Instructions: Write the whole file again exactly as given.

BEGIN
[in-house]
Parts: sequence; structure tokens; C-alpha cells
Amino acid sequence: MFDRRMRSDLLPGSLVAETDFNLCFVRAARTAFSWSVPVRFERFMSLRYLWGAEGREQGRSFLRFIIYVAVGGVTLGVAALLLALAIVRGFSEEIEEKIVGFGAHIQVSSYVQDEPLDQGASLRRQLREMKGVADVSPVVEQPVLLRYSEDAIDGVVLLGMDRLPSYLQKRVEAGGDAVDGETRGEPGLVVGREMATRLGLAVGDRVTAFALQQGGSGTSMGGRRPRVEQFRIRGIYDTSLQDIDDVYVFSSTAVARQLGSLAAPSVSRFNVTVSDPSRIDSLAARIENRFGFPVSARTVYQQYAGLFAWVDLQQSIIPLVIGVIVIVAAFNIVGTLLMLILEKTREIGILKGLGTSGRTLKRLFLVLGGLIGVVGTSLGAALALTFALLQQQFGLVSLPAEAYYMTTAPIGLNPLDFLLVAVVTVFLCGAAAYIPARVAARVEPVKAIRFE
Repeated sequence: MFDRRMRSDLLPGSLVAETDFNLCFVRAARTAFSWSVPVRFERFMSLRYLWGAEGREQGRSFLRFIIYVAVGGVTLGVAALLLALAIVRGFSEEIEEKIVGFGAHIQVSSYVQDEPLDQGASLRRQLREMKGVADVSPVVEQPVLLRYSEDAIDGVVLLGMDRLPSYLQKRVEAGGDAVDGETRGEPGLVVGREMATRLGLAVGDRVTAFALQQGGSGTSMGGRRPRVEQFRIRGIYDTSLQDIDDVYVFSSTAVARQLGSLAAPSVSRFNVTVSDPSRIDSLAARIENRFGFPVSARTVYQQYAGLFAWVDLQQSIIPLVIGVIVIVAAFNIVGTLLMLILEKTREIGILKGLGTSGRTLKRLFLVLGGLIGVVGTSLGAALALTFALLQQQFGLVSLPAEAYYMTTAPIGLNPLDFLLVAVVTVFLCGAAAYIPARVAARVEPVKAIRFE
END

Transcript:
[in-house]
Parts: sequence; structure tokens; C-alpha cells
Amino acid sequence: MFDRRMRSDLLPGSLVAETDFNLCFVRAARTAFSWSVPVRFERFMSLRYLWGAEGREQGRSFLRFIIYVAVGGVTLGVAALLLALAIVRGFSEEIEEKIVGFGAHIQVSSYVQDEPLDQGASLRRQLREMKGVADVSPVVEQPVLLRYSEDAIDGVVLLGMDRLPSYLQKRVEAGGDAVDGETRGEPGLVVGREMATRLGLAVGDRVTAFALQQGGSGTSMGGRRPRVEQFRIRGIYDTSLQDIDDVYVFSSTAVARQLGSLAAPSVSRFNVTVSDPSRIDSLAARIENRFGFPVSARTVYQQYAGLFAWVDLQQSIIPLVIGVIVIVAAFNIVGTLLMLILEKTREIGILKGLGTSGRTLKRLFLVLGGLIGVVGTSLGAALALTFALLQQQFGLVSLPAEAYYMTTAPIGLNPLDFLLVAVVTVFLCGAAAYIPARVAARVEPVKAIRFE
Repeated sequence: MFDRRMRSDLLPGSLVAETDFNLCFVRAARTAFSWSVPVRFERFMSLRYLWGAEGREQGRSFLRFIIYVAVGGVTLGVAALLLALAIVRGFSEEIEEKIVGFGAHIQVSSYVQDEPLDQGASLRRQLREMKGVADVSPVVEQPVLLRYSEDAIDGVVLLGMDRLPSYLQKRVEAGGDAVDGETRGEPGLVVGREMATRLGLAVGDRVTAFALQQGGSGTSMGGRRPRVEQFRIRGIYDTSLQDIDDVYVFSSTAVARQLGSLAAPSVSRFNVTVSDPSRIDSLAARIENRFGFPVSARTVYQQYAGLFAWVDLQQSIIPLVIGVIVIVAAFNIVGTLLMLILEKTREIGILKGLGTSGRTLKRLFLVLGGLIGVVGTSLGAALALTFALLQQQFGLVSLPAEAYYMTTAPIGLNPLDFLLVAVVTVFLCGAAAYIPARVAARVEPVKAIRFE